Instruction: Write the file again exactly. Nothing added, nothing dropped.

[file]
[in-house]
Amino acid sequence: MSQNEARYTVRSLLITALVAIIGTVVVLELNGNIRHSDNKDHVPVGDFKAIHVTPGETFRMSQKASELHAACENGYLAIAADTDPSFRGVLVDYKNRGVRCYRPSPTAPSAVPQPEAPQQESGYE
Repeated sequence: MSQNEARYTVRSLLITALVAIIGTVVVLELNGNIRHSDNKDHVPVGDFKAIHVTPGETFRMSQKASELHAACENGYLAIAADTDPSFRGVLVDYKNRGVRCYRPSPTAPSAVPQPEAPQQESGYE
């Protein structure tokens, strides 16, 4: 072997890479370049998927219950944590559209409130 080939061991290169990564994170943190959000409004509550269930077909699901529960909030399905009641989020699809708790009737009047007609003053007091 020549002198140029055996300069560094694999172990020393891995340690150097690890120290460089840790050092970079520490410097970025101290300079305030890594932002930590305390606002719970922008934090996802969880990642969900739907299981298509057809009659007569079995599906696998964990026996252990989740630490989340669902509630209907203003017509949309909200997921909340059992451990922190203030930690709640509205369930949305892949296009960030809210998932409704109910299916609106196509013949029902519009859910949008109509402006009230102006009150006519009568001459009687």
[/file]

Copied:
[in-house]
Amino acid sequence: MSQNEARYTVRSLLITALVAIIGTVVVLELNGNIRHSDNKDHVPVGDFKAIHVTPGETFRMSQKASELHAACENGYLAIAADTDPSFRGVLVDYKNRGVRCYRPSPTAPSAVPQPEAPQQESGYE
Repeated sequence: MSQNEARYTVRSLLITALVAIIGTVVVLELNGNIRHSDNKDHVPVGDFKAIHVTPGETFRMSQKASELHAACENGYLAIAADTDPSFRGVLVDYKNRGVRCYRPSPTAPSAVPQPEAPQQESGYE
């Protein structure tokens, strides 16, 4: 072997890479370049998927219950944590559209409130 080939061991290169990564994170943190959000409004509550269930077909699901529960909030399905009641989020699809708790009737009047007609003053007091 020549002198140029055996300069560094694999172990020393891995340690150097690890120290460089840790050092970079520490410097970025101290300079305030890594932002930590305390606002719970922008934090996802969880990642969900739907299981298509057809009659007569079995599906696998964990026996252990989740630490989340669902509630209907203003017509949309909200997921909340059992451990922190203030930690709640509205369930949305892949296009960030809210998932409704109910299916609106196509013949029902519009859910949008109509402006009230102006009150006519009568001459009687």